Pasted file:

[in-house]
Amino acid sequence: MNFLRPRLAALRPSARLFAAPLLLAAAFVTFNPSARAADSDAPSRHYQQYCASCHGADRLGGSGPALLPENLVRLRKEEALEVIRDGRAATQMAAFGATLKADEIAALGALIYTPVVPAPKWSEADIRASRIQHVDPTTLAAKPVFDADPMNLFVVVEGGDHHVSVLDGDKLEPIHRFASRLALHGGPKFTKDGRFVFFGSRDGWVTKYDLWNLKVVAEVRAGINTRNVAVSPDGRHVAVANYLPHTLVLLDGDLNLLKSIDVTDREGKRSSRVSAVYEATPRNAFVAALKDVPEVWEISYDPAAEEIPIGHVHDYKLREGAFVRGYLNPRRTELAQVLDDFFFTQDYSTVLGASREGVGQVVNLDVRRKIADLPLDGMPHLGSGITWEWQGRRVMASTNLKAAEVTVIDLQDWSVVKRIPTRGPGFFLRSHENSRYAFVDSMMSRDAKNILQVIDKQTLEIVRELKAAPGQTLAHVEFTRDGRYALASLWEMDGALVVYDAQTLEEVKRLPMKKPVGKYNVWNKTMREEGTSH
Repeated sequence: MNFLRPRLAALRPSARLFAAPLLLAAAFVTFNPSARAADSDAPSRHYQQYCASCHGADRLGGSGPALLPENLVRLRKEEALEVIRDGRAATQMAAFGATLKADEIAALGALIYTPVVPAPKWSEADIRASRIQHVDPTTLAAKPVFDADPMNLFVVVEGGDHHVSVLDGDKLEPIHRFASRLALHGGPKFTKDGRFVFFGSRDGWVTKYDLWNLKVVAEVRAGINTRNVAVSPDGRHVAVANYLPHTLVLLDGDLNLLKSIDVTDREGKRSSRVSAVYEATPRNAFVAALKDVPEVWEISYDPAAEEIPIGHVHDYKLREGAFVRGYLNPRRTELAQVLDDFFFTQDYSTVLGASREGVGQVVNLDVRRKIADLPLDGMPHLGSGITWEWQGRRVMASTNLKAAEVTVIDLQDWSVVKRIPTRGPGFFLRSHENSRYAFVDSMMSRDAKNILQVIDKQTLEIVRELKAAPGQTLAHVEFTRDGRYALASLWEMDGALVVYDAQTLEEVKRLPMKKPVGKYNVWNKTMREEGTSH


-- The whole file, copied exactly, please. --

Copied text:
[in-house]
Amino acid sequence: MNFLRPRLAALRPSARLFAAPLLLAAAFVTFNPSARAADSDAPSRHYQQYCASCHGADRLGGSGPALLPENLVRLRKEEALEVIRDGRAATQMAAFGATLKADEIAALGALIYTPVVPAPKWSEADIRASRIQHVDPTTLAAKPVFDADPMNLFVVVEGGDHHVSVLDGDKLEPIHRFASRLALHGGPKFTKDGRFVFFGSRDGWVTKYDLWNLKVVAEVRAGINTRNVAVSPDGRHVAVANYLPHTLVLLDGDLNLLKSIDVTDREGKRSSRVSAVYEATPRNAFVAALKDVPEVWEISYDPAAEEIPIGHVHDYKLREGAFVRGYLNPRRTELAQVLDDFFFTQDYSTVLGASREGVGQVVNLDVRRKIADLPLDGMPHLGSGITWEWQGRRVMASTNLKAAEVTVIDLQDWSVVKRIPTRGPGFFLRSHENSRYAFVDSMMSRDAKNILQVIDKQTLEIVRELKAAPGQTLAHVEFTRDGRYALASLWEMDGALVVYDAQTLEEVKRLPMKKPVGKYNVWNKTMREEGTSH
Repeated sequence: MNFLRPRLAALRPSARLFAAPLLLAAAFVTFNPSARAADSDAPSRHYQQYCASCHGADRLGGSGPALLPENLVRLRKEEALEVIRDGRAATQMAAFGATLKADEIAALGALIYTPVVPAPKWSEADIRASRIQHVDPTTLAAKPVFDADPMNLFVVVEGGDHHVSVLDGDKLEPIHRFASRLALHGGPKFTKDGRFVFFGSRDGWVTKYDLWNLKVVAEVRAGINTRNVAVSPDGRHVAVANYLPHTLVLLDGDLNLLKSIDVTDREGKRSSRVSAVYEATPRNAFVAALKDVPEVWEISYDPAAEEIPIGHVHDYKLREGAFVRGYLNPRRTELAQVLDDFFFTQDYSTVLGASREGVGQVVNLDVRRKIADLPLDGMPHLGSGITWEWQGRRVMASTNLKAAEVTVIDLQDWSVVKRIPTRGPGFFLRSHENSRYAFVDSMMSRDAKNILQVIDKQTLEIVRELKAAPGQTLAHVEFTRDGRYALASLWEMDGALVVYDAQTLEEVKRLPMKKPVGKYNVWNKTMREEGTSH